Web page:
Tesla’s Prices Increase Due to Supply Chain Pressure

By Elise Leise
Global microchip shortages pushed Tesla to raise automotive prices, but the company is taking rapid steps to mitigate the consequences

In May, Tesla’s Model 3 and Model Y prices increased, marking the fifth incremental price jump for its electric cars in the span of three months. When Twitter account @Ryanth3nerd called out Tesla on Twitter for raising prices despite removing lumbar features, Musk tweeted back: ‘Prices increasing due to major supply chain price pressure industry-wide. Raw materials especially’. 

During an April conference call, Musk said that Tesla had faced ‘some of the most difficult supply chain challenges’, referencing semiconductor chip shortages. 

Microchip Demand Outstrips Market Supply 

In 2020, many automakers were forced to stop production on product lines until chip supply caught up. Intel, one of the largest semiconductor manufacturers, recently announced that it could take several years for the industry to catch up. Tesla, however, took rapid steps to mitigate supply chain chip shortages. The company uses chips for various automotive control systems as well as a specially-designed chip for its self-driving cars—and realised that it couldn’t stand by and watch as the market failed to keep up. 

In February, Tesla halted Model 3 production at a California car assembly plant due to supply-chain backlogs. And Tesla isn’t the only car manufacturer suffering from the global chip shortage. Bloomberg reported in January that the automotive industry could lose up to US$61bn in revenue. After all, microchips make up a significant portion of a car’s manufacturing costs: according to Deloitte, computer chips add up to 40% of a car’s cost.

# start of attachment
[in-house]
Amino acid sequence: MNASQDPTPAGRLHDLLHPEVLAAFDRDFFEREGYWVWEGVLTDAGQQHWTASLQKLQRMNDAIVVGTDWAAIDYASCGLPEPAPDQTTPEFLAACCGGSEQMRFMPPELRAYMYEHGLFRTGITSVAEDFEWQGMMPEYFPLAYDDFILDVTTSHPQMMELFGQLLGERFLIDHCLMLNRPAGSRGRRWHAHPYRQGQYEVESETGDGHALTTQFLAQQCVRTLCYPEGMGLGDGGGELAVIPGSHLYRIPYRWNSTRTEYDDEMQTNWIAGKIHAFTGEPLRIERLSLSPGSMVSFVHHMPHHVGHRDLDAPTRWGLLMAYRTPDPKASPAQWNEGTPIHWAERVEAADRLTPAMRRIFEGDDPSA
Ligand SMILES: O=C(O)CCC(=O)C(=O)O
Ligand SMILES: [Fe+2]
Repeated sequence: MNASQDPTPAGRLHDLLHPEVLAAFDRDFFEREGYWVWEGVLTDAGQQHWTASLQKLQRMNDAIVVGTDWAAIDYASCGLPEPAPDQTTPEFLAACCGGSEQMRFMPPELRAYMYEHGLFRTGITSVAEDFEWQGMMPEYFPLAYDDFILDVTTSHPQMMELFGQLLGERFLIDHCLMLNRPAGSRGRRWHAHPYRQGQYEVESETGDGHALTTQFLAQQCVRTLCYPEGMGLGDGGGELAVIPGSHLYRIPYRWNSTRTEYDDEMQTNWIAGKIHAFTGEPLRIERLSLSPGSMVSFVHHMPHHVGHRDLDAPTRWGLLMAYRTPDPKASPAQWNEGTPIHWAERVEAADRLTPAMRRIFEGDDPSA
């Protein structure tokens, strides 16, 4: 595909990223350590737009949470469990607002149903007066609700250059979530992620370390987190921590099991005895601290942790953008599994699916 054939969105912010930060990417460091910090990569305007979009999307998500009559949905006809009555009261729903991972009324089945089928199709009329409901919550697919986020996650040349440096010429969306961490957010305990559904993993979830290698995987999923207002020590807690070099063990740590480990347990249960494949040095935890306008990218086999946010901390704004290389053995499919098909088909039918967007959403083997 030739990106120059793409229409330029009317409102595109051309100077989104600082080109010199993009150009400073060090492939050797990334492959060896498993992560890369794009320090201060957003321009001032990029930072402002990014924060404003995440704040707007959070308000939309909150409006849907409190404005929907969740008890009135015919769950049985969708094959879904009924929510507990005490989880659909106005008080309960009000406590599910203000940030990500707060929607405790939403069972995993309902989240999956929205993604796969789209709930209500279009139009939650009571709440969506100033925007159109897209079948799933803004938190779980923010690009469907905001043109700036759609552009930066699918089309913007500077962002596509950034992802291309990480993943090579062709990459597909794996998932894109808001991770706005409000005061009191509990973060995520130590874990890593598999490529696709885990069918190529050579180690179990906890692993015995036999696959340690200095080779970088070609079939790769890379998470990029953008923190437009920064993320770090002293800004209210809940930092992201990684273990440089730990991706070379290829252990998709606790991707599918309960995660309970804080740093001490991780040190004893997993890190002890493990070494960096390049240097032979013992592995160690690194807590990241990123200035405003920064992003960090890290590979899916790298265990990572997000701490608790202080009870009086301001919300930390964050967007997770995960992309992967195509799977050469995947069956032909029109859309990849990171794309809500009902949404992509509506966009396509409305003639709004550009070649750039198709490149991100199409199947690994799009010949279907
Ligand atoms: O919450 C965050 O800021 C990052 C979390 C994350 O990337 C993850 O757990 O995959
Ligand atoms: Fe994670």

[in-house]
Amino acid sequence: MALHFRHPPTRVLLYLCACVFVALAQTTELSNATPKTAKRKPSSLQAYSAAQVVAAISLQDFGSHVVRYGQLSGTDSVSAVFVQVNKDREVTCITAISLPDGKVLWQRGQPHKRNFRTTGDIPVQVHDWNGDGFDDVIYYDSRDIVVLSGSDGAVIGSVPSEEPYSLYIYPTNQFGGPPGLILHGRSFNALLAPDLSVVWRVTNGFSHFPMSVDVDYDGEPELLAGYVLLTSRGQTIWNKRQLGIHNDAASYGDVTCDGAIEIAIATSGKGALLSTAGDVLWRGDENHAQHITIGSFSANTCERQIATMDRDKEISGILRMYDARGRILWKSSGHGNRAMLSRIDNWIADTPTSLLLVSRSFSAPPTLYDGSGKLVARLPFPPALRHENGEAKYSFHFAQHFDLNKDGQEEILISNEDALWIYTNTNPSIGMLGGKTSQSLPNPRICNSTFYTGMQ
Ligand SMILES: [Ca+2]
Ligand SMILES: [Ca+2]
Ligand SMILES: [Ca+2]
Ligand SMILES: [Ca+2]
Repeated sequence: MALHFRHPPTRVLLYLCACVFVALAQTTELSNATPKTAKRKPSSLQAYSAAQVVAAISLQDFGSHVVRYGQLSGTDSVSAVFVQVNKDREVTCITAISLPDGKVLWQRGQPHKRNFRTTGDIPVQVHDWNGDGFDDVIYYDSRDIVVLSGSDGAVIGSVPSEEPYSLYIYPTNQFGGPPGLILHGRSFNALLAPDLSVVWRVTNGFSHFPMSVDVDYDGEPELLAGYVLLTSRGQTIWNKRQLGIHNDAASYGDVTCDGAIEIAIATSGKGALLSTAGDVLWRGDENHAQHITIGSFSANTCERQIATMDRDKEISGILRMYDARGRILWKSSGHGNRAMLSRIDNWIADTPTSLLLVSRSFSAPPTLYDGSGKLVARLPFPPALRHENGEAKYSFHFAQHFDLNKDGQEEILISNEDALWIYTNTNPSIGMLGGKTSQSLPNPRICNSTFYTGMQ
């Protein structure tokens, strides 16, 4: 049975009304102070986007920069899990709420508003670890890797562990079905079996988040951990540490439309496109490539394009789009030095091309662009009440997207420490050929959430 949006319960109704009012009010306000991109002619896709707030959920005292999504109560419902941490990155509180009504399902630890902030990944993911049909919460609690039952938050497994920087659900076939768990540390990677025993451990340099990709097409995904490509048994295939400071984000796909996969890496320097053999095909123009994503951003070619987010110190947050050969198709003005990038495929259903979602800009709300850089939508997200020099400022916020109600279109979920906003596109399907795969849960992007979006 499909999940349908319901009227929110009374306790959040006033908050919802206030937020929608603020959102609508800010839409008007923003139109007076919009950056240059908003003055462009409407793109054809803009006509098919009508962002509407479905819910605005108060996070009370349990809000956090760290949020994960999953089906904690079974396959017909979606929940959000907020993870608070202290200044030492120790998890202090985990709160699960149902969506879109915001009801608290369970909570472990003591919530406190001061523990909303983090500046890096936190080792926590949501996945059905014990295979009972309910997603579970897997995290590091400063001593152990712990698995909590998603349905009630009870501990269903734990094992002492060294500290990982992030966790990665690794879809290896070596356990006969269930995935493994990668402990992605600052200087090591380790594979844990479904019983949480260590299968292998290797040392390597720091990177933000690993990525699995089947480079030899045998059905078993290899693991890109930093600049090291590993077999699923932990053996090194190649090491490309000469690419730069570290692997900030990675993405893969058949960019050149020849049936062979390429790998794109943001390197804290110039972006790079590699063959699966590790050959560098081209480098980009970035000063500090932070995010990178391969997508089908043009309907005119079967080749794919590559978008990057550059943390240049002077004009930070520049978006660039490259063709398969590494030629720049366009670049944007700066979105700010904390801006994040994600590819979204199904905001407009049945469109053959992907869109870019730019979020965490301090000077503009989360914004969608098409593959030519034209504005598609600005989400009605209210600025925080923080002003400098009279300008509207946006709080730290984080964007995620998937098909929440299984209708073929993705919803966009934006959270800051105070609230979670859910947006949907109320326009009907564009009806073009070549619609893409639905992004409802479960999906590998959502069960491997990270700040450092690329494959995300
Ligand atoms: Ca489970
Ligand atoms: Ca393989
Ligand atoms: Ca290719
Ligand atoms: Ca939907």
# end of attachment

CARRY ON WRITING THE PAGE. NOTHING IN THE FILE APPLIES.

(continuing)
Tesla’s vehicles and market power indicates a trend for other automotive companies who rely on semiconductors for navigation, collision detection, and bluetooth capabilities. 

What Caused the Microchip Shortage? 

When COVID-19 hit, stay-at-home mandates drove a rapid increase in consumer electronics. As a result, microchip manufacturers adjusted their supply lines to better serve the digital market, which was generating higher profits than the automotive industry. 

As automakers re-opened their factories, however, they didn’t count on the reduced supply of chips. Microchip factories weren’t able to ‘flip the switch’ back to car chips quickly enough, which led to backlogs and order cancellations. Ford, General Motors (GM), Honda, and Volkswagen had to cancel shifts and close down certain operations. GM, for example, noted that the chip shortage could cost them $US2bn in profits. The shortage will likely last until July, if not several years. 

Musk Hints at Potential Solutions 

In a recent Q1 earnings call, Musk compared Tesla’s current chip shortages to World War 2 logistics. Yet the company announced that it had avoided the worst of the consequences by pivoting to microcontrollers and seeking out chips from multiple suppliers. 

Automotive suppliers facing production backlogs might do well to take a similar approach, building a resilient, diverse network of suppliers to produce chips and mitigate logistics disruptions. As Electrek summed up: ‘Tesla is taking the advantages of its startup mentality to move quickly and stay nimble’. 

Overall, the company still reported a profitable quarter, despite complaints from customers about the recent price hikes. As Zach Kirkhorn, Tesla’s CFO, said: ‘We continue to work through the instability of the global supply chain, particularly around semi-conductors and port capacities’. 

During the first quarter of 2021, the company sold 184,800 vehicles, gaining traction in Chinese markets. If Tesla continues to develop agile microchip procurement processes, therefore, they look set to lead the market in recovering from the microchip shortage.


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